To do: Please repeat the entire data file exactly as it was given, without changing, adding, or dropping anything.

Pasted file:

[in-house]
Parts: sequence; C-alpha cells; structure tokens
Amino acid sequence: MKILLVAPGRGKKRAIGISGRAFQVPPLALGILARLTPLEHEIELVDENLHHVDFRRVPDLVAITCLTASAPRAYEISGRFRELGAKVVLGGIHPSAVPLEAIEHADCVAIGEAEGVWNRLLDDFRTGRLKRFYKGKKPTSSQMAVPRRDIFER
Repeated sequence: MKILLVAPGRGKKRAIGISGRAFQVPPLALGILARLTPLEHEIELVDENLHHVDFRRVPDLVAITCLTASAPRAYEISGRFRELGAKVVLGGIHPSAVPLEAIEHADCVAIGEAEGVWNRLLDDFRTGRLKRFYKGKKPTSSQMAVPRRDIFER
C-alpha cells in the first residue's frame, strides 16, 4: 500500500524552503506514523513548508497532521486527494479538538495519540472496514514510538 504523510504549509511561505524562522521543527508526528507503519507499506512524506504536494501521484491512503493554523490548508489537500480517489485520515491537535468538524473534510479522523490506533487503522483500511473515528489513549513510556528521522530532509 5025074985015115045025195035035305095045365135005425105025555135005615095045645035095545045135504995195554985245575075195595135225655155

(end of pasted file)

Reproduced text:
[in-house]
Parts: sequence; C-alpha cells; structure tokens
Amino acid sequence: MKILLVAPGRGKKRAIGISGRAFQVPPLALGILARLTPLEHEIELVDENLHHVDFRRVPDLVAITCLTASAPRAYEISGRFRELGAKVVLGGIHPSAVPLEAIEHADCVAIGEAEGVWNRLLDDFRTGRLKRFYKGKKPTSSQMAVPRRDIFER
Repeated sequence: MKILLVAPGRGKKRAIGISGRAFQVPPLALGILARLTPLEHEIELVDENLHHVDFRRVPDLVAITCLTASAPRAYEISGRFRELGAKVVLGGIHPSAVPLEAIEHADCVAIGEAEGVWNRLLDDFRTGRLKRFYKGKKPTSSQMAVPRRDIFER
C-alpha cells in the first residue's frame, strides 16, 4: 500500500524552503506514523513548508497532521486527494479538538495519540472496514514510538 504523510504549509511561505524562522521543527508526528507503519507499506512524506504536494501521484491512503493554523490548508489537500480517489485520515491537535468538524473534510479522523490506533487503522483500511473515528489513549513510556528521522530532509 5025074985015115045025195035035305095045365135005425105025555135005615095045645035095545045135504995195554985245575075195595135225655155